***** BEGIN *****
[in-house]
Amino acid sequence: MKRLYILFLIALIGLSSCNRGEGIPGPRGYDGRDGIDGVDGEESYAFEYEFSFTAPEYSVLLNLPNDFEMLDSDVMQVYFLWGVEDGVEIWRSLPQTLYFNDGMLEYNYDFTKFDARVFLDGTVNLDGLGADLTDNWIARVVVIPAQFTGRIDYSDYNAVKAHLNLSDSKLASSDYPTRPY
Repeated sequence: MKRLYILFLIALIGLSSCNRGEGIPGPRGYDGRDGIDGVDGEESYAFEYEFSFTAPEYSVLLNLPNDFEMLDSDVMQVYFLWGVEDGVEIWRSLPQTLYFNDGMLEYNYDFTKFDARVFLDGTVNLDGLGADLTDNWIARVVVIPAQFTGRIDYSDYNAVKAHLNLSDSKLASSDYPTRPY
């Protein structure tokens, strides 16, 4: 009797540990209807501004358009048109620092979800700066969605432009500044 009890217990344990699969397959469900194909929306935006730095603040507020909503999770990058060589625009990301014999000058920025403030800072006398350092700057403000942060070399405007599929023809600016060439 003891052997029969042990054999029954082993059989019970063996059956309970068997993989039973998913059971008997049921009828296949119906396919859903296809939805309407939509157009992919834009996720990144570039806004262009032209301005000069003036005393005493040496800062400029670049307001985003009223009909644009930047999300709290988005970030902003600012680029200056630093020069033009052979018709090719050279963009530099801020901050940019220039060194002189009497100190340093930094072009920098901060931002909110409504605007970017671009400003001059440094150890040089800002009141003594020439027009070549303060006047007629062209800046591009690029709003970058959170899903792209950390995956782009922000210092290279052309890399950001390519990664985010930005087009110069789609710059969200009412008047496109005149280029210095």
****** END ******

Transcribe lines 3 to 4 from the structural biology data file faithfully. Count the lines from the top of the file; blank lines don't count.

Repeated sequence: MKRLYILFLIALIGLSSCNRGEGIPGPRGYDGRDGIDGVDGEESYAFEYEFSFTAPEYSVLLNLPNDFEMLDSDVMQVYFLWGVEDGVEIWRSLPQTLYFNDGMLEYNYDFTKFDARVFLDGTVNLDGLGADLTDNWIARVVVIPAQFTGRIDYSDYNAVKAHLNLSDSKLASSDYPTRPY
């Protein structure tokens, strides 16, 4: 009797540990209807501004358009048109620092979800700066969605432009500044 009890217990344990699969397959469900194909929306935006730095603040507020909503999770990058060589625009990301014999000058920025403030800072006398350092700057403000942060070399405007599929023809600016060439 003891052997029969042990054999029954082993059989019970063996059956309970068997993989039973998913059971008997049921009828296949119906396919859903296809939805309407939509157009992919834009996720990144570039806004262009032209301005000069003036005393005493040496800062400029670049307001985003009223009909644009930047999300709290988005970030902003600012680029200056630093020069033009052979018709090719050279963009530099801020901050940019220039060194002189009497100190340093930094072009920098901060931002909110409504605007970017671009400003001059440094150890040089800002009141003594020439027009070549303060006047007629062209800046591009690029709003970058959170899903792209950390995956782009922000210092290279052309890399950001390519990664985010930005087009110069789609710059969200009412008047496109005149280029210095």